A investigation into the expressive art form, its purposes, and the effect of gentrification.
Over the last few decades, street art and graffiti have grown in popularity, taking a new center stage among what some consider traditional arts like painting, pottery, and sculpture. What was once considered gang art tied to violence has grown into a new evolving genre, with newfound appreciation and interest from many.
“There’s always something new and interesting to see,” Jeff Stirewalt said, founder of Brooklyn Unplugged Tours, a company dedicated to showcasing the authentically rich neighborhoods of in. One tour in specific lets people experience the incredible street art and graffiti sprayed across the NYC borough.
“You could always go out there, and there’s something new for you to see, just waiting somewhere in the streets,” Stirewalt said. “You don’t have to go far.”
Stirewalt has seen the art form grow in popularity over the years, its mysteriousness drawing people. Graffiti writing is, “When people go, and they make a nickname for themselves, that’s called their tag, and they spray that,” Stirewalt said. Street art is basically anything else from a sprawling mural to a design taped to the wall. “They’re not exactly the same, but they’re very similar to each other.” Brothers, in a way.
But what is the purpose of these sprayed designs and tags? “It’s totally wide open what someone can do with street art, you know, anything they want to express,” Stirewalt said. Graffiti and street art range from someone haphazardly spraying something random across the buildings of cities to artists who put time and care into their work. In a way, street art mirrors that of its “classic” counterparts by being open to endless possibilities. Art has no limit to its intentions, emotions, or messages, and street art and graffiti are no different.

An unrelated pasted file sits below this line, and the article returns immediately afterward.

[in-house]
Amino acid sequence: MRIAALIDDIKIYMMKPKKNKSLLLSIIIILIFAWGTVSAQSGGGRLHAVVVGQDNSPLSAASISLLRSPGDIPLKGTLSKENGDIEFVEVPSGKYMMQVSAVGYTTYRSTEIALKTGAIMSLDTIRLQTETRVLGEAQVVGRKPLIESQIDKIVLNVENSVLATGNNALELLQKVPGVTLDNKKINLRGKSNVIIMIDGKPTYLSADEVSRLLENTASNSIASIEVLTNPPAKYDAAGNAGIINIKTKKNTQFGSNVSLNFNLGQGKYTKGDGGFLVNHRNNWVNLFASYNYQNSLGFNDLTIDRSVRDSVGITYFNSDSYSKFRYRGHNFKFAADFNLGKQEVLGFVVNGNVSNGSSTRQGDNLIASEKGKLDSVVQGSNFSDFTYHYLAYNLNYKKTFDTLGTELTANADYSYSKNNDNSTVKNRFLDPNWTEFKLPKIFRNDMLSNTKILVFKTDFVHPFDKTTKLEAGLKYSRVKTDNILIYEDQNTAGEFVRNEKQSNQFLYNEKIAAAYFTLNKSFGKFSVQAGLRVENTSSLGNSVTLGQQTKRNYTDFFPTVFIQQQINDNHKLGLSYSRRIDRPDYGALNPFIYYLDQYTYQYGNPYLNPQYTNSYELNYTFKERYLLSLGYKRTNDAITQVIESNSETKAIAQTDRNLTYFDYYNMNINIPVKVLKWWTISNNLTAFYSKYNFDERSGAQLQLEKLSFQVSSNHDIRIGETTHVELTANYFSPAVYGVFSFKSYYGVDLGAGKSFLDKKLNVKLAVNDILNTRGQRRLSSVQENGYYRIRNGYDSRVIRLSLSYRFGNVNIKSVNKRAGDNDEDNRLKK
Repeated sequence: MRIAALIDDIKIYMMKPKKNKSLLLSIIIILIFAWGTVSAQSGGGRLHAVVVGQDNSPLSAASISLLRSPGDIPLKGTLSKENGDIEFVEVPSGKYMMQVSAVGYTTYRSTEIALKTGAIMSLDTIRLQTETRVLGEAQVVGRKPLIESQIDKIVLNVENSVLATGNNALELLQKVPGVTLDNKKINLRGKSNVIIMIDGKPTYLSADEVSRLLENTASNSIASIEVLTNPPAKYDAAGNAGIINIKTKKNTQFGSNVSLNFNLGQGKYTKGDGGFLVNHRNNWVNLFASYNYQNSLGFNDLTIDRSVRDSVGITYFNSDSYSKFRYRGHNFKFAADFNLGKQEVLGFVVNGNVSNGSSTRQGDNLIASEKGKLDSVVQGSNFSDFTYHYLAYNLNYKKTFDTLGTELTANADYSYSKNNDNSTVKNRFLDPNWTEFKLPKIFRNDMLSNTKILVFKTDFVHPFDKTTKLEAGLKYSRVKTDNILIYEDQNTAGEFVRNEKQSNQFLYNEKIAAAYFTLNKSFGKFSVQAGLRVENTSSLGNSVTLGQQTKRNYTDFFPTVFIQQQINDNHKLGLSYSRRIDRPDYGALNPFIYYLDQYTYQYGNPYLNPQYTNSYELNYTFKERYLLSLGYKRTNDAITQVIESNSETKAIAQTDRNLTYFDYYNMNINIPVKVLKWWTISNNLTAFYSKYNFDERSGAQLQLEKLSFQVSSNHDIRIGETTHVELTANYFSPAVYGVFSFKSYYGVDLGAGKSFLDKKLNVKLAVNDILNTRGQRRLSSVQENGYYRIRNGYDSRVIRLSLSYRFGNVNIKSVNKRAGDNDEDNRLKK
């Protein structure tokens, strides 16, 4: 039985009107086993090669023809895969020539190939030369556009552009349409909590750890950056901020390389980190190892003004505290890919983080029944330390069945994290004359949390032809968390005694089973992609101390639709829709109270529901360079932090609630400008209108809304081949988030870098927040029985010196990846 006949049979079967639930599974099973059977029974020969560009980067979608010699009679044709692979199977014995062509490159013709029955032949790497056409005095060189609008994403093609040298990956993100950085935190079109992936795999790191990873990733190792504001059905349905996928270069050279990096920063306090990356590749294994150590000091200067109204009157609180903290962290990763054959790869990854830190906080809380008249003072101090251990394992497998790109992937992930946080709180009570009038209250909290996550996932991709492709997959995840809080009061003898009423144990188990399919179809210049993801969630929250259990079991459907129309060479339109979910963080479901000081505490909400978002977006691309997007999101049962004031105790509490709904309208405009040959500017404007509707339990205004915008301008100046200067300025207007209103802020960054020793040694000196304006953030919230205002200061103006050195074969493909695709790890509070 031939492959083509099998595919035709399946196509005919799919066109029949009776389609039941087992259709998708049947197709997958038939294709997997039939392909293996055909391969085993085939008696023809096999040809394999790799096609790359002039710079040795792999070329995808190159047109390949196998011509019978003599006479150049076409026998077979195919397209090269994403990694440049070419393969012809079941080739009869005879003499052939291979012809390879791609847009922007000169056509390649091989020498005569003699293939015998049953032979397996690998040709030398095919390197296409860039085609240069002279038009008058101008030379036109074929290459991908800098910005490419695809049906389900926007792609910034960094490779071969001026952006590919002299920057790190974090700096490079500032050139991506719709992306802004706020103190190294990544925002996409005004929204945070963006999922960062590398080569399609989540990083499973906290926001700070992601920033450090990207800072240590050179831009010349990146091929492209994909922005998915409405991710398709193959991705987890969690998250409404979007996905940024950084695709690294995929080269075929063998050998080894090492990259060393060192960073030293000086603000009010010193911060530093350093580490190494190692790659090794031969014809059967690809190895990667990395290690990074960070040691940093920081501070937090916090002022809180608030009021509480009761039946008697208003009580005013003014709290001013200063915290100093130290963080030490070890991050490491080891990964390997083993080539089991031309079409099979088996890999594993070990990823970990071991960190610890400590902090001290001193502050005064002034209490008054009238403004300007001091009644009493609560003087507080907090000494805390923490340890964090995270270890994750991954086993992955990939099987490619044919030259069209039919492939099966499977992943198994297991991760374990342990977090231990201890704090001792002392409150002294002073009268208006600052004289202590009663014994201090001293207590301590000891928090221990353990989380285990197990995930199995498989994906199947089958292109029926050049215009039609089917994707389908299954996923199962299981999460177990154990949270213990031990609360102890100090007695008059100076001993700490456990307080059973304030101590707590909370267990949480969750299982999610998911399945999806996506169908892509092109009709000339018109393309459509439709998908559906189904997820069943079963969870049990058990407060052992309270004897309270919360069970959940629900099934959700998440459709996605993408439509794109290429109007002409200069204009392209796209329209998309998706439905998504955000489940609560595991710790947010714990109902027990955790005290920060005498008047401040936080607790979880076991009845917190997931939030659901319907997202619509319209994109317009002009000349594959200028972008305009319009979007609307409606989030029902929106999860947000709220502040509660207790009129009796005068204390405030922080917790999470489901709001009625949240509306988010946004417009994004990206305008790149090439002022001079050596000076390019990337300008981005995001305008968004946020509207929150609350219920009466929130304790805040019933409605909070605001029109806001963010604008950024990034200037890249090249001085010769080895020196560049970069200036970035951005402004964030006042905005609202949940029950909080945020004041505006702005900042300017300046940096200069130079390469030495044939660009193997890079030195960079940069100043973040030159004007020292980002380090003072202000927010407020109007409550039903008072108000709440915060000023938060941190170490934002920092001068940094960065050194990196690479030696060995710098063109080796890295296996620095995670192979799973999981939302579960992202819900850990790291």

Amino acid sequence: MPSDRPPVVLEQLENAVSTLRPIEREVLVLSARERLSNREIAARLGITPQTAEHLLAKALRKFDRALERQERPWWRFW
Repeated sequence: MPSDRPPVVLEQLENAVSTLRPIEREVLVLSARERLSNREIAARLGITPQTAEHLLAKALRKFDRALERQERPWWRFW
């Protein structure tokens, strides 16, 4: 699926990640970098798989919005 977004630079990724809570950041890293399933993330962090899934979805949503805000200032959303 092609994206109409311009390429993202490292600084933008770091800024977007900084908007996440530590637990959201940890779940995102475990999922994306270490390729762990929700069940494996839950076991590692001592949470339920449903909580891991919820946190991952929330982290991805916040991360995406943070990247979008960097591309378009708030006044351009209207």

But unlike their classical cousins, graffiti and street artists generally thrive on the adrenaline rush of unauthorization. “The core of graffiti writing is people doing it on purpose without permission,” Stirewalt said. “I’m not a graffiti writer, myself, but the thrill and the boldness, and the kind of outlaw nature of it is that they like the fact that it’s not allowed.”
Part of the beauty and uniqueness of this sprayed art is derived from its rebellious nature, artists filled with the rush of producing unmonitored, unapologetic pieces. There’s a reason vibrant murals and art coat places like Brooklyn. Buildings are not brick but empty canvases waiting to be used and transformed by the artist’s will. “The majority is still always going to be unauthorized,” he said. “But there’s a growing amount of the authorized kind.”
When it comes to authorization, Stirewalt says it depends on the place. Some cities have aesthetic rules requiring property owners who want street art on their buildings to submit proposals to be approved. Other places are a more informal conversation between owner and artist. The owner might seek artists to create something, or artists will come to them, and either be accepted or turned away. Authorized street art and graffiti is a growing market, yet the majority still, and might always, lie in unauthorized work, where an artist’s defiance and boldness are part of their craft.
Brooklyn is just one hub for street and graffiti artists, many inspired by its rich history and diversity. But as artists congregate and create, others follow, bringing gentrification, a wave that slowly washes away culture, like footprints in the sand. Ironically, much of the art which attracted wealthier residents suffers the most as urbanization moves in.
“Some of the murals, they were painted on walls that were kind of neglected, where the owner didn’t really care. It didn’t have much value. So, the owner said, “Yeah, sure, go ahead and make the mural,” Stirewalt said.
As wealth came, property value spiked, older buildings were demolished for sleek high-rises and storefronts. The murals once sprawled across them were nothing more than rubble. Stirewalt looks to Williamsburg as an example. “There were some really good murals that I think probably don’t exist anymore,” he said. “Before, they probably would have almost been one of the icons of the area.” It’s a sad irony to see the beauty of art by its own downfall.
Despite the growing worries of gentrification, street art and graffiti are still thriving in places like Brooklyn. Though new building projects destroy old murals and tags, new ones sprout in their wake, still sprawling loud and proud down neighborhood streets. Graffiti and street art are evolving, but as such a precarious medium, who knows what the future holds for street art, graffiti, and their creators.